How much time do I spent to prepare for an unlikely event such as a fatal polar bear encounter? Could I not argue with ethics that were instilled into me when hiking in the back-country of Denali National Park (no guns there). Park rangers then told me that I enter bear habitat and should do so respectfully with minimal impact. They gave me useful pointers on how to lower contact and I saw no bears hiking for 4 days alone without a gun, but grizzlies eat berries while polar bears do not.
So, should I carry a gun, if I am not ready to kill a bear while working in bear country? I can accept the consequences of injury and death for myself, however, I cannot do so for those who are with me. Perhaps this then is a path to a solution: Discuss this with all who will be with me on the ice.
In Spitzbergen you must have a rifle totting person accompany you if you leave town.
Spitsbergen’s polar bear populations is much larger and not subject to subsistence hunting pressure. I also recall that violent encounters of people with polar bears are more common on Spitsbergen than they are in Greenland with the killing of an English boy scout a few years ago making the news globally. How does this risk compare with that of crossing the street or bicycling in Manhattan, Berlin, or San Francisco?
Its probably more about proximity than occurrence probablity. If one looks for polar bears and be near, risks are invariably higher than when you conciously look out for traffic.
I do not follow, but would like to understand what you are saying
Yes, you definitely have to bring a rifle with you. In fact the Greenlandic authorities require it when entering polar bear habitat.
In my opinion you should not consider safety as a part of the budget that can be negotiated.
You should prepare for a polar bear encounter, and so should everyone in the expedition – that way if it happens, you have the best chances of a successful outcome (which in some cases means a dead bear).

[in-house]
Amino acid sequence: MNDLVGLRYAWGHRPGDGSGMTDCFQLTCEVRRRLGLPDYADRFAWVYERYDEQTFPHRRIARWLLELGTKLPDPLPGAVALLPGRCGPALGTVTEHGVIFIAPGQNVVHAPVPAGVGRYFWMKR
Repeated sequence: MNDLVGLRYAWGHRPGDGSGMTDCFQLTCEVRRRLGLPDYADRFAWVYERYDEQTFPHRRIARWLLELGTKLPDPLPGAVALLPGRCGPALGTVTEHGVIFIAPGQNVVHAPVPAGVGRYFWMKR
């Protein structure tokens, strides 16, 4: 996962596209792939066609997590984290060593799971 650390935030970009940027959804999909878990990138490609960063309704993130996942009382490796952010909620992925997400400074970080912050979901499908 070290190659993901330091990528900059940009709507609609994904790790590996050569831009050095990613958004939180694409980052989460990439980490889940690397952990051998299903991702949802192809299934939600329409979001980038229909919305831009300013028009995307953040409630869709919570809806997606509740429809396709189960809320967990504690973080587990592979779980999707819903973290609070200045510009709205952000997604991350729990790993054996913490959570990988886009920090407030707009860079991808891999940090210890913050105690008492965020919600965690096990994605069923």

I recommend the small book: “Encounters with wildlife in Greenland” by Henning Thing, you can find it on http://www.zackenberg.dk and then I recommend that everyone on your trip gets familiar with handling the rifles you bring.
Have a great trip!
Thank you for the kind words and pointer to most valuable resources that I located here. I will study these carefully along with other literature on polar bears and their GPS tracking in the Thule/Pittufik/Qaanaaq area.
I continue to struggle as all resources (time and money) are always limited. How to minimize risks while maximizing the probability of a successful experiment? Perhaps a rifle handled by a person prepared and skilled to kill is the solution, but I am not yet convinced it is optimal. There is no discussion, of course, if this is the law of the land.
The most useful booklet Encounters with wildlife in Greenland by Henning Ting of the the Greenland Home Rule Government contains the following statement on page 51:
The booklet contains 5 pages on bear avoidance, 2 pages on shooting, and 3 pages on alternative bear detergents. All most useful.
A Swedish group hiking the back-country of northern Greenland with guns.